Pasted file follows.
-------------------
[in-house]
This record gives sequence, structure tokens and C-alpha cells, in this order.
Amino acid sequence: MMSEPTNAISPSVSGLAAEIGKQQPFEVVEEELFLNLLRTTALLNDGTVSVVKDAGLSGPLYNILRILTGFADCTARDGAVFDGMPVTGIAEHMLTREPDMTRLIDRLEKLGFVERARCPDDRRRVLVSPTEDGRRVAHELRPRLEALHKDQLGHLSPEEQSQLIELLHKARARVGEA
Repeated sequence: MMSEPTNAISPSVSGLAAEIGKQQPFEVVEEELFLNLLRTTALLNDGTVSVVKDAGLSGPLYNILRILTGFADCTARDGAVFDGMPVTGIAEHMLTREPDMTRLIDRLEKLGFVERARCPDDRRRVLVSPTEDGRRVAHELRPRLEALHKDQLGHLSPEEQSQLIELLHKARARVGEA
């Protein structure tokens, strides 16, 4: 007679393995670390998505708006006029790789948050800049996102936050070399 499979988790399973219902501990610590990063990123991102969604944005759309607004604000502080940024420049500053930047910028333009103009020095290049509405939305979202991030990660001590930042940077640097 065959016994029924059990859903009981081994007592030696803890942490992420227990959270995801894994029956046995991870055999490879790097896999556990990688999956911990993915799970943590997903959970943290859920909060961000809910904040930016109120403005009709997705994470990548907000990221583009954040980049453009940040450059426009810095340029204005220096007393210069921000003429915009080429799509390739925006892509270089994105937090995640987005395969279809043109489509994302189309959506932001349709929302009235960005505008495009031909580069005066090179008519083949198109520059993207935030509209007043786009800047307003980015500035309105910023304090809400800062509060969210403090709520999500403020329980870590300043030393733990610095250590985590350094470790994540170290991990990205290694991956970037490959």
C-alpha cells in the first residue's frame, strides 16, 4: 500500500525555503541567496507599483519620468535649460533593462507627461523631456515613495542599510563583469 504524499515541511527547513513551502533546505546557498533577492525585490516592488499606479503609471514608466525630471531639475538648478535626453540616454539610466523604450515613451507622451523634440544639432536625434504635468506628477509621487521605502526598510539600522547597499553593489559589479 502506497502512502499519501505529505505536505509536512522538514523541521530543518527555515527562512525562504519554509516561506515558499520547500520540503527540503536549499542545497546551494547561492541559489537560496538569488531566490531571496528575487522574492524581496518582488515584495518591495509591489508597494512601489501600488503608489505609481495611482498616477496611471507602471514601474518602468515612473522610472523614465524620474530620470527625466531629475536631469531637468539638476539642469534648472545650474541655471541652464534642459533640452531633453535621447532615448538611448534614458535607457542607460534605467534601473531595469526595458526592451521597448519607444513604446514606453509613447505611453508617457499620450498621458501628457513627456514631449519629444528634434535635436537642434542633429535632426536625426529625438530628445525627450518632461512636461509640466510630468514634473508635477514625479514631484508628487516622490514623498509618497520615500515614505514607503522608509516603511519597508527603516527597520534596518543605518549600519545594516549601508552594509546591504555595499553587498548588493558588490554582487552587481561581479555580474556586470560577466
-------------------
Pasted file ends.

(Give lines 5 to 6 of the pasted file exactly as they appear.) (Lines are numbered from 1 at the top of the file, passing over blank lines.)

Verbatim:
């Protein structure tokens, strides 16, 4: 007679393995670390998505708006006029790789948050800049996102936050070399 499979988790399973219902501990610590990063990123991102969604944005759309607004604000502080940024420049500053930047910028333009103009020095290049509405939305979202991030990660001590930042940077640097 065959016994029924059990859903009981081994007592030696803890942490992420227990959270995801894994029956046995991870055999490879790097896999556990990688999956911990993915799970943590997903959970943290859920909060961000809910904040930016109120403005009709997705994470990548907000990221583009954040980049453009940040450059426009810095340029204005220096007393210069921000003429915009080429799509390739925006892509270089994105937090995640987005395969279809043109489509994302189309959506932001349709929302009235960005505008495009031909580069005066090179008519083949198109520059993207935030509209007043786009800047307003980015500035309105910023304090809400800062509060969210403090709520999500403020329980870590300043030393733990610095250590985590350094470790994540170290991990990205290694991956970037490959």
C-alpha cells in the first residue's frame, strides 16, 4: 500500500525555503541567496507599483519620468535649460533593462507627461523631456515613495542599510563583469 504524499515541511527547513513551502533546505546557498533577492525585490516592488499606479503609471514608466525630471531639475538648478535626453540616454539610466523604450515613451507622451523634440544639432536625434504635468506628477509621487521605502526598510539600522547597499553593489559589479 502506497502512502499519501505529505505536505509536512522538514523541521530543518527555515527562512525562504519554509516561506515558499520547500520540503527540503536549499542545497546551494547561492541559489537560496538569488531566490531571496528575487522574492524581496518582488515584495518591495509591489508597494512601489501600488503608489505609481495611482498616477496611471507602471514601474518602468515612473522610472523614465524620474530620470527625466531629475536631469531637468539638476539642469534648472545650474541655471541652464534642459533640452531633453535621447532615448538611448534614458535607457542607460534605467534601473531595469526595458526592451521597448519607444513604446514606453509613447505611453508617457499620450498621458501628457513627456514631449519629444528634434535635436537642434542633429535632426536625426529625438530628445525627450518632461512636461509640466510630468514634473508635477514625479514631484508628487516622490514623498509618497520615500515614505514607503522608509516603511519597508527603516527597520534596518543605518549600519545594516549601508552594509546591504555595499553587498548588493558588490554582487552587481561581479555580474556586470560577466